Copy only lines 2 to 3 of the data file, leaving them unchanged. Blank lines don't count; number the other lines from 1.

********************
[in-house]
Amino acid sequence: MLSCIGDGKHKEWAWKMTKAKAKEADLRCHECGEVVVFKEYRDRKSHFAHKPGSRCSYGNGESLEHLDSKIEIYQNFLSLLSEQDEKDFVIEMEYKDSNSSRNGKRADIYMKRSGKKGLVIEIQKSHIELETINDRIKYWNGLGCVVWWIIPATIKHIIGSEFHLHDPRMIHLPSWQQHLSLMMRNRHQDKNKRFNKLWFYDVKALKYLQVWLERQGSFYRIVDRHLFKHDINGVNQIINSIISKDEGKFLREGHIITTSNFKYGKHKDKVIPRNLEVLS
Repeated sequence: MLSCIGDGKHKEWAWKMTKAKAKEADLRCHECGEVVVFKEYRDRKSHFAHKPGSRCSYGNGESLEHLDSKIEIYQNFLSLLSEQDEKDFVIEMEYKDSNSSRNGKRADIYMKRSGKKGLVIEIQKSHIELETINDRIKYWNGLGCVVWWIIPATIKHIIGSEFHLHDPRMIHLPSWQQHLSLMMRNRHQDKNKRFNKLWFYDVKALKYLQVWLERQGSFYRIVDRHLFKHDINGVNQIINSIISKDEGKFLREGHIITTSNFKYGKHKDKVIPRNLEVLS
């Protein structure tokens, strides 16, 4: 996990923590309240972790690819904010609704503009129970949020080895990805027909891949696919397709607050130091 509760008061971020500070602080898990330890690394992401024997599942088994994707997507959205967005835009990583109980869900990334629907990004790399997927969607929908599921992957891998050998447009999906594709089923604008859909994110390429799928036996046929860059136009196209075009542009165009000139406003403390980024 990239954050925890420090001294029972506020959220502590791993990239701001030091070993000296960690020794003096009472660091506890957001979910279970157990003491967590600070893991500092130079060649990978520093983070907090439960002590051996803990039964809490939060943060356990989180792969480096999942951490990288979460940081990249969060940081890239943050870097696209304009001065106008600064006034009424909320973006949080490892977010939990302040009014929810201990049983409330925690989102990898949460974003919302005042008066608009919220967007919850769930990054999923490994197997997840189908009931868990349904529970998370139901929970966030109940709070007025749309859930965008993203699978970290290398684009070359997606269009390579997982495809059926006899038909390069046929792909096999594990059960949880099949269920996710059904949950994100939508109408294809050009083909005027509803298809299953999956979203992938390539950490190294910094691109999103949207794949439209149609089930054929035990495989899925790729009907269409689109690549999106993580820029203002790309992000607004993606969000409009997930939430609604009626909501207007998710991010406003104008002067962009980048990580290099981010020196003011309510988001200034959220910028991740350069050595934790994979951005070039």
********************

Amino acid sequence: MLSCIGDGKHKEWAWKMTKAKAKEADLRCHECGEVVVFKEYRDRKSHFAHKPGSRCSYGNGESLEHLDSKIEIYQNFLSLLSEQDEKDFVIEMEYKDSNSSRNGKRADIYMKRSGKKGLVIEIQKSHIELETINDRIKYWNGLGCVVWWIIPATIKHIIGSEFHLHDPRMIHLPSWQQHLSLMMRNRHQDKNKRFNKLWFYDVKALKYLQVWLERQGSFYRIVDRHLFKHDINGVNQIINSIISKDEGKFLREGHIITTSNFKYGKHKDKVIPRNLEVLS
Repeated sequence: MLSCIGDGKHKEWAWKMTKAKAKEADLRCHECGEVVVFKEYRDRKSHFAHKPGSRCSYGNGESLEHLDSKIEIYQNFLSLLSEQDEKDFVIEMEYKDSNSSRNGKRADIYMKRSGKKGLVIEIQKSHIELETINDRIKYWNGLGCVVWWIIPATIKHIIGSEFHLHDPRMIHLPSWQQHLSLMMRNRHQDKNKRFNKLWFYDVKALKYLQVWLERQGSFYRIVDRHLFKHDINGVNQIINSIISKDEGKFLREGHIITTSNFKYGKHKDKVIPRNLEVLS